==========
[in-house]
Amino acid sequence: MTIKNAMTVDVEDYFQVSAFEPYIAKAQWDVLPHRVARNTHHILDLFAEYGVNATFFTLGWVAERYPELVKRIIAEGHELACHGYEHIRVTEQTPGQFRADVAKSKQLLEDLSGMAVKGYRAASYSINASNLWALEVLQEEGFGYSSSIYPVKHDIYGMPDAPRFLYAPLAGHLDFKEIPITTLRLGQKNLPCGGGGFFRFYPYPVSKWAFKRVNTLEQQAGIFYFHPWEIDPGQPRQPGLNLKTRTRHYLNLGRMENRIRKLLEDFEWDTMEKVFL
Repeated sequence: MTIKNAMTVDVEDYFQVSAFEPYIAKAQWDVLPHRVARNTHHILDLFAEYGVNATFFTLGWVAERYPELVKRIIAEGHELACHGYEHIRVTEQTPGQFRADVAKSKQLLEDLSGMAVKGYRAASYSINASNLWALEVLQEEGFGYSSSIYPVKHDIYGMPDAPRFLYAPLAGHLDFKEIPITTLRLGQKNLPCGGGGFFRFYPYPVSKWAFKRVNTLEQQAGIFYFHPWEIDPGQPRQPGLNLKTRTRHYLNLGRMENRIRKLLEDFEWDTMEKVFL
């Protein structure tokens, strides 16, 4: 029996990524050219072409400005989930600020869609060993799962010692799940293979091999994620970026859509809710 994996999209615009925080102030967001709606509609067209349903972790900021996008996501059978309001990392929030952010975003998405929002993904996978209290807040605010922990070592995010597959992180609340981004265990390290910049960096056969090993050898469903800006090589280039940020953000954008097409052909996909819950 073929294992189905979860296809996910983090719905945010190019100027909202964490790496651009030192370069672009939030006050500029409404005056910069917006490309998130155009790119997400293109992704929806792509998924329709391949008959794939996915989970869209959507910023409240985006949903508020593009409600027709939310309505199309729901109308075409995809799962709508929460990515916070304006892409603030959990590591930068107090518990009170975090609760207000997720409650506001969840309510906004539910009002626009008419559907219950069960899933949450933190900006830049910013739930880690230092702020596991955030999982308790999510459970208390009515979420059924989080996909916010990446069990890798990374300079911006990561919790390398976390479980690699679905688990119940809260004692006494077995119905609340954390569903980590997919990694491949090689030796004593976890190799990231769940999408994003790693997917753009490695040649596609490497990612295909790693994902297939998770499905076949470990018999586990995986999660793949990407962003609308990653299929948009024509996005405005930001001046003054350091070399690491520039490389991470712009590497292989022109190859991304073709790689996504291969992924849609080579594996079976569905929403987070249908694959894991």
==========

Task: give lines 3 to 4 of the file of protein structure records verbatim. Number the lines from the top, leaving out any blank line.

Repeated sequence: MTIKNAMTVDVEDYFQVSAFEPYIAKAQWDVLPHRVARNTHHILDLFAEYGVNATFFTLGWVAERYPELVKRIIAEGHELACHGYEHIRVTEQTPGQFRADVAKSKQLLEDLSGMAVKGYRAASYSINASNLWALEVLQEEGFGYSSSIYPVKHDIYGMPDAPRFLYAPLAGHLDFKEIPITTLRLGQKNLPCGGGGFFRFYPYPVSKWAFKRVNTLEQQAGIFYFHPWEIDPGQPRQPGLNLKTRTRHYLNLGRMENRIRKLLEDFEWDTMEKVFL
């Protein structure tokens, strides 16, 4: 029996990524050219072409400005989930600020869609060993799962010692799940293979091999994620970026859509809710 994996999209615009925080102030967001709606509609067209349903972790900021996008996501059978309001990392929030952010975003998405929002993904996978209290807040605010922990070592995010597959992180609340981004265990390290910049960096056969090993050898469903800006090589280039940020953000954008097409052909996909819950 073929294992189905979860296809996910983090719905945010190019100027909202964490790496651009030192370069672009939030006050500029409404005056910069917006490309998130155009790119997400293109992704929806792509998924329709391949008959794939996915989970869209959507910023409240985006949903508020593009409600027709939310309505199309729901109308075409995809799962709508929460990515916070304006892409603030959990590591930068107090518990009170975090609760207000997720409650506001969840309510906004539910009002626009008419559907219950069960899933949450933190900006830049910013739930880690230092702020596991955030999982308790999510459970208390009515979420059924989080996909916010990446069990890798990374300079911006990561919790390398976390479980690699679905688990119940809260004692006494077995119905609340954390569903980590997919990694491949090689030796004593976890190799990231769940999408994003790693997917753009490695040649596609490497990612295909790693994902297939998770499905076949470990018999586990995986999660793949990407962003609308990653299929948009024509996005405005930001001046003054350091070399690491520039490389991470712009590497292989022109190859991304073709790689996504291969992924849609080579594996079976569905929403987070249908694959894991």